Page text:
New Photography Exhibit Explores Impacts of the Fracking Boom
The story of the fracking boom in Pennsylvania and nearby states runs as an almost continuous narrative in the region’s press. But covering the blow-by-blow of new drilling sites, protests, lawsuits and regulations is just one way to look at how fracking has changed the region.
Back when unconventional natural gas drilling started gaining momentum, a group of photographers set out to gather a more personal perspective—by using photography to document the lives and landscapes that were being transformed by the drilling boom. The Marcellus Shale Documentary Project has collected hundreds of images since, many of which are included in a new exhibition titled “An Expanded View.” Co-curator Laura Domencic says a series by photographer Noah Addis reveals a sense of frustration in the subjects.
“They’re beautifully shot—the detail is incredible,” she says. “But they’re pretty haunting. They’ve been trying to tell these stories. I think they’ve had these conversations with people, and yet there’s not any response.”
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Domencic says these and other photographs in the show help tell stories about people’s experiences with fracking that wouldn’t otherwise be heard.
“So oftentimes you hear history books are written by the winners of wars, or that sort of thing. And there is so much more to what’s going on than just what you hear the most of.”
The Marcellus Shale Documentary Project is also hosting a public forum with some of the artists on Thursday, June 16. The event starts at 6 p.m at the Pittsburgh Center for the Arts (PCA). Admission is free for PCA members; $5 for non-members. You can find more details and RSVP here.
The Marcellus Shale Documentary Project is supported in part by the Pittsburgh Foundation and the Heinz Endowments, which also support The Allegheny Front.
Reporting by Kara Holsopple
Landowners and Industry Battle Over New Pipeline Routes
The natural gas boom in Pennsylvania and surrounding states has brought a boom of another sort: A rush to build a pipeline system that can carry all that gas from the region to places around the country.
In recent months, the industry has even resorted to using eminent domain to acquire rights-of-way from private landowners. But though it’s often a David-and-Goliath battle, disputes over pipeline routes don’t always go the industry’s way.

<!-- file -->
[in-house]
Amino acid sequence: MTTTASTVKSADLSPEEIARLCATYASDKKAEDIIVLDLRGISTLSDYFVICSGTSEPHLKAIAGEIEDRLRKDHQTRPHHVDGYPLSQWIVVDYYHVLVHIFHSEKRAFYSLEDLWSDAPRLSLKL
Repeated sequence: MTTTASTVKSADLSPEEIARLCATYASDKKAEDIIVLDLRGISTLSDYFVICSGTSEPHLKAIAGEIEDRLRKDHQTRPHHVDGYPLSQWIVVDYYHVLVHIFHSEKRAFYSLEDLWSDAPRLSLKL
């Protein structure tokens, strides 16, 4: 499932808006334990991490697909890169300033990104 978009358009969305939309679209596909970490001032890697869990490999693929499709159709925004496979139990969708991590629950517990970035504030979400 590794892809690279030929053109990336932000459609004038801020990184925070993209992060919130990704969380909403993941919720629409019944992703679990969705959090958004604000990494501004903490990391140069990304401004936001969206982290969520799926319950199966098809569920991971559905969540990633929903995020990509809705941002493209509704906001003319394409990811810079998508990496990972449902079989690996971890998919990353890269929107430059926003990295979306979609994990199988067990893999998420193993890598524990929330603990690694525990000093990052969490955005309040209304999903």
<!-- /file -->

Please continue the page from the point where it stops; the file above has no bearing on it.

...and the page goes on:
Recently, activists held something of a victory party at Bluebird Farm in southeastern Ohio to celebrate getting Kinder Morgan, a large pipeline company, to re-route its proposed ethane pipeline around the farm, instead of through it. But Mick Luber, the farm’s owner, wasn’t celebrating.
“As long as these guys are still doing this stuff, what is the victory?” Luber says. “You can’t stop the vigilance. People have got to keep standing in their way.”
Luber has been a staple at farm markets around Pittsburgh and Wheeling for years. He grows tomatoes, greens and fava beans on his 65-acre farm in Cadiz, Ohio. He says digging a pipeline through his fields would destroy the soil he’s built up over decades, and so he fought the company in court.
Luber says oil and gas development has surrounded his quiet home over the past few years. Near the edge of his property line, where Marathon Oil is currently installing a pipeline, the greenery abruptly turns to bare ground.
“This was all woods,” he says. “This is what you end up with.”
Meanwhile, the proposed Kinder Morgan line is still waiting for federal and state approvals. The company says it’s negotiating with more than 700 landowners along the route, though Kinder Morgan says it can’t reroute for every concern.
Reporting by Julie Grant